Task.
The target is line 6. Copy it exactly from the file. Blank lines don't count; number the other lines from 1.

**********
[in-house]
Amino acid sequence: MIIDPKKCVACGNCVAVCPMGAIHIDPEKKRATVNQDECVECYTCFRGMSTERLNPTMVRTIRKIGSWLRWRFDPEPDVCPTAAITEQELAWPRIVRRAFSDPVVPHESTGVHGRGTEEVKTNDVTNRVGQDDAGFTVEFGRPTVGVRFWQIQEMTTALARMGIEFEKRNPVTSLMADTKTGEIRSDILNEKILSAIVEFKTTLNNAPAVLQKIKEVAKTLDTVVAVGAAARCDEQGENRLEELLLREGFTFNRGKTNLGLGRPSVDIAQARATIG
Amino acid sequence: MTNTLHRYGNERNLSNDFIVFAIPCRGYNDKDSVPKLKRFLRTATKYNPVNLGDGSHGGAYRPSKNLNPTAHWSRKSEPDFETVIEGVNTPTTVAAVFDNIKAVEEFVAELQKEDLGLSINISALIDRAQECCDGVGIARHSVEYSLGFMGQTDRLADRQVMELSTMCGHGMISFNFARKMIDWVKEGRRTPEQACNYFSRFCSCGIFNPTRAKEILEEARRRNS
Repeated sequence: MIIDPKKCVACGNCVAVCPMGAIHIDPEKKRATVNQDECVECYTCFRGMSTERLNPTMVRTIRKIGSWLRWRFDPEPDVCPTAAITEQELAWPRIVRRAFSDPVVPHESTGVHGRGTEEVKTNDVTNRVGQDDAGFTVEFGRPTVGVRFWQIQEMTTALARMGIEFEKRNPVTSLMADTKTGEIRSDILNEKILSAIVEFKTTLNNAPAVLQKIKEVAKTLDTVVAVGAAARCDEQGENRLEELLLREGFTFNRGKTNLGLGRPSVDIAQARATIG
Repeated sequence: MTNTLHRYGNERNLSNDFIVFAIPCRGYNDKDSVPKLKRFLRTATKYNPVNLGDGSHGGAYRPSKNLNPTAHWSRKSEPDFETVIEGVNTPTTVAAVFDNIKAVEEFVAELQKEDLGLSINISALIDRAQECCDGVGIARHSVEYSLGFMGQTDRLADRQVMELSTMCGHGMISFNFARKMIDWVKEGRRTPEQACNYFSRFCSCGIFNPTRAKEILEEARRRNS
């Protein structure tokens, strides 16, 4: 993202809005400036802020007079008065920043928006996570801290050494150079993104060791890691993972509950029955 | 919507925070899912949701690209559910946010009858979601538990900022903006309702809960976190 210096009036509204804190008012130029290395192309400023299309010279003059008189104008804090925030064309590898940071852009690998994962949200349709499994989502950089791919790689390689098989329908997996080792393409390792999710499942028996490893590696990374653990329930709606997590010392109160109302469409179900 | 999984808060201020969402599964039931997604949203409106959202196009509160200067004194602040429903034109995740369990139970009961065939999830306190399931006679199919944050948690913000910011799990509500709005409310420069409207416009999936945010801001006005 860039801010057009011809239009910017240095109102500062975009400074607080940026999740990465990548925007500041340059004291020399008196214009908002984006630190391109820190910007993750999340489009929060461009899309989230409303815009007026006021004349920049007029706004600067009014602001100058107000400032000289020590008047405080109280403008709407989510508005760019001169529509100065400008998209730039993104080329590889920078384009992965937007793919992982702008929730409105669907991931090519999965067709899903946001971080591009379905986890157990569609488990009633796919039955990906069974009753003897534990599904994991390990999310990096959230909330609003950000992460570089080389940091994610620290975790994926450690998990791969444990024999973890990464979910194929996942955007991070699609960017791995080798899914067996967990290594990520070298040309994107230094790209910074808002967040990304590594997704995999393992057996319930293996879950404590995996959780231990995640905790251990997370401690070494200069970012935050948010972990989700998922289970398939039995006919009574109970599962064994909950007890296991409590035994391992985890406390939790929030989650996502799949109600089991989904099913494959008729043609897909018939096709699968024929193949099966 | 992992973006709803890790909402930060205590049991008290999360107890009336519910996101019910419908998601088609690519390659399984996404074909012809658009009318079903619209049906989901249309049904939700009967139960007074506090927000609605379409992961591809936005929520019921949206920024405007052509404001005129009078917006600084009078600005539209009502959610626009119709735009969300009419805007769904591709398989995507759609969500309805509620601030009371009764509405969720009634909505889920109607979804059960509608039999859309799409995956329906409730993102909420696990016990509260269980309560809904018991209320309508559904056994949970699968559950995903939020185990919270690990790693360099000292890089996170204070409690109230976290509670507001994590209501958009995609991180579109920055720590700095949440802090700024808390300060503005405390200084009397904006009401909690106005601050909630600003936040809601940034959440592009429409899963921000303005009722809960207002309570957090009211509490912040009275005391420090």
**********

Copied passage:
């Protein structure tokens, strides 16, 4: 993202809005400036802020007079008065920043928006996570801290050494150079993104060791890691993972509950029955 | 919507925070899912949701690209559910946010009858979601538990900022903006309702809960976190 210096009036509204804190008012130029290395192309400023299309010279003059008189104008804090925030064309590898940071852009690998994962949200349709499994989502950089791919790689390689098989329908997996080792393409390792999710499942028996490893590696990374653990329930709606997590010392109160109302469409179900 | 999984808060201020969402599964039931997604949203409106959202196009509160200067004194602040429903034109995740369990139970009961065939999830306190399931006679199919944050948690913000910011799990509500709005409310420069409207416009999936945010801001006005 860039801010057009011809239009910017240095109102500062975009400074607080940026999740990465990548925007500041340059004291020399008196214009908002984006630190391109820190910007993750999340489009929060461009899309989230409303815009007026006021004349920049007029706004600067009014602001100058107000400032000289020590008047405080109280403008709407989510508005760019001169529509100065400008998209730039993104080329590889920078384009992965937007793919992982702008929730409105669907991931090519999965067709899903946001971080591009379905986890157990569609488990009633796919039955990906069974009753003897534990599904994991390990999310990096959230909330609003950000992460570089080389940091994610620290975790994926450690998990791969444990024999973890990464979910194929996942955007991070699609960017791995080798899914067996967990290594990520070298040309994107230094790209910074808002967040990304590594997704995999393992057996319930293996879950404590995996959780231990995640905790251990997370401690070494200069970012935050948010972990989700998922289970398939039995006919009574109970599962064994909950007890296991409590035994391992985890406390939790929030989650996502799949109600089991989904099913494959008729043609897909018939096709699968024929193949099966 | 992992973006709803890790909402930060205590049991008290999360107890009336519910996101019910419908998601088609690519390659399984996404074909012809658009009318079903619209049906989901249309049904939700009967139960007074506090927000609605379409992961591809936005929520019921949206920024405007052509404001005129009078917006600084009078600005539209009502959610626009119709735009969300009419805007769904591709398989995507759609969500309805509620601030009371009764509405969720009634909505889920109607979804059960509608039999859309799409995956329906409730993102909420696990016990509260269980309560809904018991209320309508559904056994949970699968559950995903939020185990919270690990790693360099000292890089996170204070409690109230976290509670507001994590209501958009995609991180579109920055720590700095949440802090700024808390300060503005405390200084009397904006009401909690106005601050909630600003936040809601940034959440592009429409899963921000303005009722809960207002309570957090009211509490912040009275005391420090």